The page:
On earning the victory in his Triple-A debut for Buffalo.

“That was pretty cool. Actually, I was kind of frustrated because I was in Lansing at the time. I was kind of moved into the closer role and there was my family, just drove up and was in Lansing and it was a one-run game. I was like, ‘Okay, cool! My family finally gets to see me get a save.’ They’ve seen me pitch a little bit but they’ve never seen me get a save. I was so excited and then I didn’t pitch.

At the time, we had a few games left. I didn’t understand and so I was just kind of, I was excited we won but kind of bummed. I was like, ‘Man, I thought I was going to get that (save) with my family there. I go in, the coach calls me in and I’m guessing, it’s like end of the year meetings or something, I didn’t know. And he was like, ‘Hey, you’re going to Buffalo.’ I was like, I kind of laughed at him. I thought he was kidding because from Low-A to Triple-A doesn’t really happen, especially with two games left. He was like, ‘No, you’re going. They need a guy out of the bullpen.’

So I was really excited to go there. Again, another great pitching staff. Even some guys that have been in the big leagues on that Buffalo team so it was cool to kind of sit and listen. They were really nice to me. I just listened to them talk about the game and how much they understand the game. They taught me so much, I just shut-up and listen. That was what I did in Triple-A so that was a fun experience.”


Jared Carkuff throws a fastball, slider and changeup to combat enemy batters.

On continuing to develop his pitches.

“In college, I kind of relied on the slider as an off-speed and my change-up was terrible. Everybody that I tell now that I have a change up still doesn’t believe me. They have to see it. I’ve worked on a changeup so much, I got to kind of cut back on it so I can figure out the slider.

It’s all been going really good. It takes my game to a new level to having that change-up to kind of keep people off of the slider and definitely keep people off the fastball. It’s changed how I pitch and I think it’s definitely made me a better pitcher.”

On how he sees himself as a pitcher.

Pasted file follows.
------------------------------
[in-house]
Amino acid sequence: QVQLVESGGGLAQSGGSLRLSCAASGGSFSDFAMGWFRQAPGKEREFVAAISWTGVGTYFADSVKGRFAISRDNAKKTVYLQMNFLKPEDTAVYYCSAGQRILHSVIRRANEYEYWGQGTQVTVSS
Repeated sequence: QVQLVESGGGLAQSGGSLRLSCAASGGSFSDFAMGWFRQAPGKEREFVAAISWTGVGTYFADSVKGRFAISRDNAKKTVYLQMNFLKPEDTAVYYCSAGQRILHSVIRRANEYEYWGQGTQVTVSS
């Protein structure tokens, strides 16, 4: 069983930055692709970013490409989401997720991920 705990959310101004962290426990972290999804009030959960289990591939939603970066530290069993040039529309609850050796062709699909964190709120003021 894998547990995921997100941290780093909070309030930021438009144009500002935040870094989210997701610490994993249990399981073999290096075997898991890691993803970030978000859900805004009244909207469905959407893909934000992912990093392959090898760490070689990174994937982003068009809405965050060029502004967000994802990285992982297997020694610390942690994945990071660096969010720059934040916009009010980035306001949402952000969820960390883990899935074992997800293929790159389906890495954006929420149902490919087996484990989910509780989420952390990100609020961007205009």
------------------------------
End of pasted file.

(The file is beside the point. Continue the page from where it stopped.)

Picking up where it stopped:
“I would just say a competitor because I really don’t have the stuff a lot of people have. I really do believe in my stuff and it’s not like it’s below average. I’m a 90-92 (MPH) guy with a slider and a change-up. Nothing’s going to trick you. I’m just executing pitches and just being a competitor and really believing that I can beat every hitter that I face.”

On who he would compare himself to in the majors.

“I wish I could say Craig Kimbrel, especially since that’s my favourite pitcher but I know for a fact I’m nowhere close to that. Honestly, I never really compare myself as in stuff-wise but there has been a few videos I’ve seen just online and honestly couldn’t even tell you who they were. Just kind of mechanical. Seeing and comparing myself to people that do it good and doing it at the highest level. There’s been a few people I usually compare my mechanics because I got the toe-point of Yu Darvish but I definitely don’t have the stuff Yu Darvish has.”

On his future plans after baseball.

“I was lucky enough from Austin Peay to get my degree in sports broadcasting. I still got a lot to work on but hopefully, my broadcasting career will be after a long major league career but either way, yes I would definitely love to pursue sports broadcasting wherever life takes me but after baseball, I would love to do that.”

My thanks again to Jared Carkuff for taking part in this episode of C’s Chat and I wish him the best of luck with the Padres and in his future endeavours. You can follow him on Twitter @thekuff16.